Gunning for Lane Evans

by Mike Kroll

The March primary is one month away and despite every congressional seat being up for grabs there has been little attention paid to a quiet battle between two relatively unknown Republicans vying for the long-shot chance to unseat Democrat Lane Evans next fall. Pete Calderone is a 57-year-old sporting goods manufacturer’s representative from Galesburg. Tony Rees, 53, is an accountant from Aledo. Both men face a daunting task in trying to unseat the popular ten-term incumbent in a newly redrawn district that greatly favors Evans.

Calderone sat down with me for almost two hours to explain why he was running and to outline some of his key issues. I commented to him that many people took his announced candidacy as a surprise.

"I have thought about running for political office for a long time but I guess I made my final decision to run for this congressional seat last September 1st. In the past when people suggested I run, I declined but I told local Republican leaders during the last election that if Mark [Baker, three-time unsuccessful challenger to Evans] loses again, come see me and I will reconsider. Ironically enough, I sent out my initial press release on September 10th, and by the next day absolutely no one was much concerned about this Congressional race."

Calderone has been married for 38 years and proudly boasts four grown children, two grandchildren and a black Lab. I asked if he considered himself a mainstream Republican and after a moment of thought Calderone agreed. "As a young adult I thought of myself as a ‘conservative liberal’ but I became much more conservative as I aged. I believed in and supported Ronald Reagan as president and there is no question that my views are considerably at odds with Lane’s."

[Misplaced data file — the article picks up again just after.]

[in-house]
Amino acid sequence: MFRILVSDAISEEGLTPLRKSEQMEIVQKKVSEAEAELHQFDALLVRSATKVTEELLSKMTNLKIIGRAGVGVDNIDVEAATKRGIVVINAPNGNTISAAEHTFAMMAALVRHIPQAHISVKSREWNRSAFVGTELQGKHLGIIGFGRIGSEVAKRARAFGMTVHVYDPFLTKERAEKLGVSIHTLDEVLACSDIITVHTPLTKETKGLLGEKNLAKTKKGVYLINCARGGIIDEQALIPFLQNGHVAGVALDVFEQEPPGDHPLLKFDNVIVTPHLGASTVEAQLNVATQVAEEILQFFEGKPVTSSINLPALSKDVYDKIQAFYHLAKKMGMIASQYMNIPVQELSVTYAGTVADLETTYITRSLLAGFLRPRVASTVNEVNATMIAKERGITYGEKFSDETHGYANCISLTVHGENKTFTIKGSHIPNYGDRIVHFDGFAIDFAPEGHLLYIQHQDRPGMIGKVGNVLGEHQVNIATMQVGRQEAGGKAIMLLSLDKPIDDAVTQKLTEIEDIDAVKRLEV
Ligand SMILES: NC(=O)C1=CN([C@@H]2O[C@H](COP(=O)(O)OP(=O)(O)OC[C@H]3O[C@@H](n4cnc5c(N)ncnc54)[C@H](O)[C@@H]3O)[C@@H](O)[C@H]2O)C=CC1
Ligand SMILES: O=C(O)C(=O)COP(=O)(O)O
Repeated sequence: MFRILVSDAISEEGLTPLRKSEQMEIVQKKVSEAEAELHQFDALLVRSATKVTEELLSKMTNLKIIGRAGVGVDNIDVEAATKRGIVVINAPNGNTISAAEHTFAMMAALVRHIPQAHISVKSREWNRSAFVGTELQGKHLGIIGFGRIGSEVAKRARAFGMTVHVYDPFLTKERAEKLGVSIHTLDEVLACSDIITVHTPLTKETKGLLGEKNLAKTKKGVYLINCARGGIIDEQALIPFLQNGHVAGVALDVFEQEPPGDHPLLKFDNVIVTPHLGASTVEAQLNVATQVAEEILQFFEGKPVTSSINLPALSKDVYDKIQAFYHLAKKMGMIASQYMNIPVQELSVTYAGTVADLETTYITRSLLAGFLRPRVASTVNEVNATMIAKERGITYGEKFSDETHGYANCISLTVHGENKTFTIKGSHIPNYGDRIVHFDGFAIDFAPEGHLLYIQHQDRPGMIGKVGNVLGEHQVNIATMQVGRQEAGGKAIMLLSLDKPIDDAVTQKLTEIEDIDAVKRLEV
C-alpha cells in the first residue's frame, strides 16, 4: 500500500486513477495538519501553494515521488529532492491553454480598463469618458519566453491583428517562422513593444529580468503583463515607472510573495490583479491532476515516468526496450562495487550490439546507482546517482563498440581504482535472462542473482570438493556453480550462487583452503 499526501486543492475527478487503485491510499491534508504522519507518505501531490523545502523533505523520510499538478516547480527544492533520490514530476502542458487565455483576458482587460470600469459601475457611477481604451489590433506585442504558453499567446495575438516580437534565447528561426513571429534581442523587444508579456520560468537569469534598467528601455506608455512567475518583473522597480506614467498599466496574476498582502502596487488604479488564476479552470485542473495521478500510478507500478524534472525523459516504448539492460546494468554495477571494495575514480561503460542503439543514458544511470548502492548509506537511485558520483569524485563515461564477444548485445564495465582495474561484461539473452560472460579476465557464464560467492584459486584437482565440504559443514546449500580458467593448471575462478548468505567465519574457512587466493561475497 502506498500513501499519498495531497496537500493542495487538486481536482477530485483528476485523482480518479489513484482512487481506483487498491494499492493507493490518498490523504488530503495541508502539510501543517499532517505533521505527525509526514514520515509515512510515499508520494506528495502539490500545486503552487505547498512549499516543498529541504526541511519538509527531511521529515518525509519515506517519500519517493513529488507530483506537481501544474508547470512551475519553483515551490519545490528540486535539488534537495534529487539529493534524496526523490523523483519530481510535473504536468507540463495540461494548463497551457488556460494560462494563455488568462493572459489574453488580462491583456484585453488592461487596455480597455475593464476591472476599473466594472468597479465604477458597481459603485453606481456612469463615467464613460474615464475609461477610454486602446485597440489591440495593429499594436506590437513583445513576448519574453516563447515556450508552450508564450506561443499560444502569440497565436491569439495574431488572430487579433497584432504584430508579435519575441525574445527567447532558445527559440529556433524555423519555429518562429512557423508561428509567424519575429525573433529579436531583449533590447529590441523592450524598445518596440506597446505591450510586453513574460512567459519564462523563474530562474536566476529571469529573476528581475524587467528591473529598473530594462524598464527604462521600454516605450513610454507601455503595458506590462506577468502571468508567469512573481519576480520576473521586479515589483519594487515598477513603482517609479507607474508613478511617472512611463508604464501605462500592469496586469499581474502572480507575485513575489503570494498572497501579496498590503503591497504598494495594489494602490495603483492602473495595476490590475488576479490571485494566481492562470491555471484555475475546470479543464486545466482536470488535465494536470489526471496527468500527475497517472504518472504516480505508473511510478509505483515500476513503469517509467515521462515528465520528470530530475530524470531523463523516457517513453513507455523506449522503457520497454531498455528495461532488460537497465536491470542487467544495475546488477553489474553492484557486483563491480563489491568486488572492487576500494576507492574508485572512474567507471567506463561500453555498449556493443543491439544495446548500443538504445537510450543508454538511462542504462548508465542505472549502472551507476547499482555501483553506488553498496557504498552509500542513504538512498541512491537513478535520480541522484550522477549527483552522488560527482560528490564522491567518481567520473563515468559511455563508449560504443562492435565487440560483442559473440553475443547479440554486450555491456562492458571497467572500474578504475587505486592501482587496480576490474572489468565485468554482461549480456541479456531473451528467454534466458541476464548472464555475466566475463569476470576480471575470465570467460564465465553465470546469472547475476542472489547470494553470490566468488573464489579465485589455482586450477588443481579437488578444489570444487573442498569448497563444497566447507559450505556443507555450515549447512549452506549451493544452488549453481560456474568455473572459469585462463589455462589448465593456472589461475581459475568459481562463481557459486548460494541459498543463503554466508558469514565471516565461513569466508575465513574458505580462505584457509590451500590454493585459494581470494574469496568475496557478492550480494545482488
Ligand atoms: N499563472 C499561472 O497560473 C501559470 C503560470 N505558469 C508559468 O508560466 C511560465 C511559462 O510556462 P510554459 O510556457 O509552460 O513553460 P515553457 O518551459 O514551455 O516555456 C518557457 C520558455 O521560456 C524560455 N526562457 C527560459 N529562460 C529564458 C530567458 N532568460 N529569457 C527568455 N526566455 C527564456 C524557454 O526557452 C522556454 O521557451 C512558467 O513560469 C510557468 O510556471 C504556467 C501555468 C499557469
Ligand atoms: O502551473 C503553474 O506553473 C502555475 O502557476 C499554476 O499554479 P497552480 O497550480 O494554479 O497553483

Both of these men are running low-budget, low-key campaigns for the primary. Calderone has a simple tri-fold flyer and a three-page handout summarizing his political goals and personal background. Not surprisingly the economy is a principal focus of both Calderone and Rees. "I’m very worried about the continuing lose of jobs across this district. We need not only new industry with high-paying jobs but, just as importantly, we need to keep the good jobs that are already here," stated Calderone.

Calderone continued: "Just look at what Wal-Mart has done to the small retail businesses that once reigned across rural and small-town America. Wal-Mart has done more than anything else to render small retailers an endangered species. In this part of the state, agriculture is one of the most important industries but small family farmers are suffering much the same fate as retailers at the hands of the Wal-Marts of agriculture. As a Congressman I want to strengthen the lot of small farmers."

"I’d like to see a sales tax reduction on ethanol-blended gasoline that makes ethanol more price-competitive. I’m a real believer in the idea that higher quantity production reduces the costs of production and that in turn should drive down the consumer cost of using ethanol. Handled properly, eventually we may be able to eliminate the existing Federal subsidy for ethanol while continuing to build this as a market for our corn growers. We have to help our area farmers turn their productivity into an economic advantage rather than the disadvantage it is today."